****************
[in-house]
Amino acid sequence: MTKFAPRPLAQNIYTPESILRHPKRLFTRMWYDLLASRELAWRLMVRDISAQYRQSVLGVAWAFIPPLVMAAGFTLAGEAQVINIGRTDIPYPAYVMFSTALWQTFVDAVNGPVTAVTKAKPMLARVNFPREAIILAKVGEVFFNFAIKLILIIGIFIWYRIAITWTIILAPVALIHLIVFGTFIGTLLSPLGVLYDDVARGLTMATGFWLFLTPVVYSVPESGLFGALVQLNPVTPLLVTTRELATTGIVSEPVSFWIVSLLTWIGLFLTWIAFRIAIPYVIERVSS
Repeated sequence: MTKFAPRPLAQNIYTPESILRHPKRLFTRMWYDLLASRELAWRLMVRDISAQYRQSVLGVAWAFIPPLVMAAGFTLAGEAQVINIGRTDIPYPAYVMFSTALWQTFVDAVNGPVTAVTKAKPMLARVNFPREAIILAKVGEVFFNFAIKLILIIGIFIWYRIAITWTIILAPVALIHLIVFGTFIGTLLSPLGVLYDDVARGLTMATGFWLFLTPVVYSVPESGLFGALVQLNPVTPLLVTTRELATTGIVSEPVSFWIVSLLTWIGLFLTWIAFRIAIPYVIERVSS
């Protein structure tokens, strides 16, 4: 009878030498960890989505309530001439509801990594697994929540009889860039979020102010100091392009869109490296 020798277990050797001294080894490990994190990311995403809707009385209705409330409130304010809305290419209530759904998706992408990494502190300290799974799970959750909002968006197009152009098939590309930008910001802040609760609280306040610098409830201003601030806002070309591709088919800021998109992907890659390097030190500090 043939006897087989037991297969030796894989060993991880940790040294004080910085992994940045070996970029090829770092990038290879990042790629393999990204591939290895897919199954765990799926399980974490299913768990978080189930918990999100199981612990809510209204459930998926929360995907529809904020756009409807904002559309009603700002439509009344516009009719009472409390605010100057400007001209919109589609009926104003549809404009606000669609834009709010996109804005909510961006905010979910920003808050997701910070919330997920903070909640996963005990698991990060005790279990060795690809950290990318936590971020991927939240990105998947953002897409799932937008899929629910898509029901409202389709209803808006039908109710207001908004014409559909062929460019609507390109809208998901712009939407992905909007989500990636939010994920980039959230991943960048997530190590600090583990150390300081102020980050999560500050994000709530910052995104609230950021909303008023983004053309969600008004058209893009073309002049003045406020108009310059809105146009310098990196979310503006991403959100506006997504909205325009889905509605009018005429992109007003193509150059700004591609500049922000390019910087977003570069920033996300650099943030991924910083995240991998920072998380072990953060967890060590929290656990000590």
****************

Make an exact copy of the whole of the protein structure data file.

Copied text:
[in-house]
Amino acid sequence: MTKFAPRPLAQNIYTPESILRHPKRLFTRMWYDLLASRELAWRLMVRDISAQYRQSVLGVAWAFIPPLVMAAGFTLAGEAQVINIGRTDIPYPAYVMFSTALWQTFVDAVNGPVTAVTKAKPMLARVNFPREAIILAKVGEVFFNFAIKLILIIGIFIWYRIAITWTIILAPVALIHLIVFGTFIGTLLSPLGVLYDDVARGLTMATGFWLFLTPVVYSVPESGLFGALVQLNPVTPLLVTTRELATTGIVSEPVSFWIVSLLTWIGLFLTWIAFRIAIPYVIERVSS
Repeated sequence: MTKFAPRPLAQNIYTPESILRHPKRLFTRMWYDLLASRELAWRLMVRDISAQYRQSVLGVAWAFIPPLVMAAGFTLAGEAQVINIGRTDIPYPAYVMFSTALWQTFVDAVNGPVTAVTKAKPMLARVNFPREAIILAKVGEVFFNFAIKLILIIGIFIWYRIAITWTIILAPVALIHLIVFGTFIGTLLSPLGVLYDDVARGLTMATGFWLFLTPVVYSVPESGLFGALVQLNPVTPLLVTTRELATTGIVSEPVSFWIVSLLTWIGLFLTWIAFRIAIPYVIERVSS
């Protein structure tokens, strides 16, 4: 009878030498960890989505309530001439509801990594697994929540009889860039979020102010100091392009869109490296 020798277990050797001294080894490990994190990311995403809707009385209705409330409130304010809305290419209530759904998706992408990494502190300290799974799970959750909002968006197009152009098939590309930008910001802040609760609280306040610098409830201003601030806002070309591709088919800021998109992907890659390097030190500090 043939006897087989037991297969030796894989060993991880940790040294004080910085992994940045070996970029090829770092990038290879990042790629393999990204591939290895897919199954765990799926399980974490299913768990978080189930918990999100199981612990809510209204459930998926929360995907529809904020756009409807904002559309009603700002439509009344516009009719009472409390605010100057400007001209919109589609009926104003549809404009606000669609834009709010996109804005909510961006905010979910920003808050997701910070919330997920903070909640996963005990698991990060005790279990060795690809950290990318936590971020991927939240990105998947953002897409799932937008899929629910898509029901409202389709209803808006039908109710207001908004014409559909062929460019609507390109809208998901712009939407992905909007989500990636939010994920980039959230991943960048997530190590600090583990150390300081102020980050999560500050994000709530910052995104609230950021909303008023983004053309969600008004058209893009073309002049003045406020108009310059809105146009310098990196979310503006991403959100506006997504909205325009889905509605009018005429992109007003193509150059700004591609500049922000390019910087977003570069920033996300650099943030991924910083995240991998920072998380072990953060967890060590929290656990000590």